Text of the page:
In a memo to shareholders, Microsoft CEO Steve Ballmer indicated that the company will be building hardware for its own software when it deems necessary, just like how it has built XBox consoles and the upcoming Surface tablets running Windows 8. This undoubtedly means that it will eventually build its own mobile phones running Windows Phone. While most people see this as a taking the Apple playbook of building software and hardware in-house, it’s actually more reminiscent of Twitter.
Twitter this year took control of its user experience and enforced new requirements for third party developers that essentially alienates Twitter apps that offer an alternative way for people to use Twitter instead of using the official apps.
Microsoft’s decision to build the Surface tablets was also based on its desire to deliver a consistent user experience in using Windows 8. This move was evident initially when it released common hardware requirements for mobile phone manufacturers who want to build Windows Phone devices back in 2010. It is also evident from the fact that every Windows Phone, regardless of brand, works and looks the same way. The only differences being the built in apps and the physical appearance.
More recently, Microsoft has been rumored to be building its own Windows Phone devices and could be introducing its first self-branded device very soon. By taking control of the user experience of its software, while it is reminiscent of Apple’s strategy, given that Microsoft has always been partnering with vendors to provide hardware for its software solutions, it’s more akin to Twitter pushing away particular developers and apps by providing its own experience.
Twitter is effectively saying that there can only be one true Twitter experience. Developers can create services and tools that take advantage of Twitter’s data and posts uploaded by its users but developers are being strongly discouraged to create apps that compete with Twitter’s own apps.
Nobody is making XBox hardware other than Microsoft and the company has enjoyed a market leading position especially since the Kinect add-on was released in 2010. Clearly Microsoft must have realized that this strategy could work for its software business and so it tried it with Windows Phone before applying it to the rest of the Windows family.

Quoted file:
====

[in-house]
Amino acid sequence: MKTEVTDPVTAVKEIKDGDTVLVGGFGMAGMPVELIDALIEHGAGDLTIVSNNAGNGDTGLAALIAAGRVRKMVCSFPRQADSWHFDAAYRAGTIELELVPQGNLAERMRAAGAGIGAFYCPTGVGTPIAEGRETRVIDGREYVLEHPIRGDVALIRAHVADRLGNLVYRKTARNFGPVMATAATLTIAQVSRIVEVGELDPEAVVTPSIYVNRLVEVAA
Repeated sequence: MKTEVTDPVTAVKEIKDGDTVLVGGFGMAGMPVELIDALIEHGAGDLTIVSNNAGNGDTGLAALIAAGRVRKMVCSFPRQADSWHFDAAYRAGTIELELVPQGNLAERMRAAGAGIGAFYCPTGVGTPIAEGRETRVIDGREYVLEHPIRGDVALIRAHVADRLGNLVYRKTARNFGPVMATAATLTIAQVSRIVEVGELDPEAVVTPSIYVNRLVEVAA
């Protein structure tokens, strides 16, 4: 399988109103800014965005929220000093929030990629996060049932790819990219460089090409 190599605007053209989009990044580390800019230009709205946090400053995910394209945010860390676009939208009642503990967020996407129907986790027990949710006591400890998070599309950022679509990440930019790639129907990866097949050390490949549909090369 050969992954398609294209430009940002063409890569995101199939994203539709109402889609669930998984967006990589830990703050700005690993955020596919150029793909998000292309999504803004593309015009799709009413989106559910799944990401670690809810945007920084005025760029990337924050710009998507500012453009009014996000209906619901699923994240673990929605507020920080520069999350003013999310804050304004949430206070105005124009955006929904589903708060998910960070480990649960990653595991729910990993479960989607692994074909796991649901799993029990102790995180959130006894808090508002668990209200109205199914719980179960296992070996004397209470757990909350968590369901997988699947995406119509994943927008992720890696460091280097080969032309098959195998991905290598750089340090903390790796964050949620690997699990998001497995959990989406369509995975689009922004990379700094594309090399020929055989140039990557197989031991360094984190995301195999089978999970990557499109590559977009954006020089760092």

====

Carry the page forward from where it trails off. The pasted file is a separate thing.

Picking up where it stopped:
As revealed by the Home Shopping Network earlier this week, some of the PCs that carry Windows 8 will unfortunately also carry crapware, additional software deemed necessary by the vendor but not endorsed by Microsoft. Additional apps like these add bloat, and often non-removable, causing slowdowns and distractions to consumers when using their computers.
In order to ensure that Windows 8 computers are delivered as is to the consumers without any additional software that may taint the experience, it would require Microsoft to build and sell its own hardware. With Microsoft Stores popping up across the United States and perhaps eventually across the world, the company will have had the all important retail space to show off its own devices.
At the moment, Microsoft Stores are not traffic magnets but that’s probably because people are not that interested in trying out the products on offer. It needs to reverse that lackadaisical consumer attitude and having compelling products of its own would go some ways towards renewing public interest.
Microsoft can learn from Twitter’s mistake of offering an official yet inferior product compared to competing third party products which offer a much better user experience and carry far fewer flaws.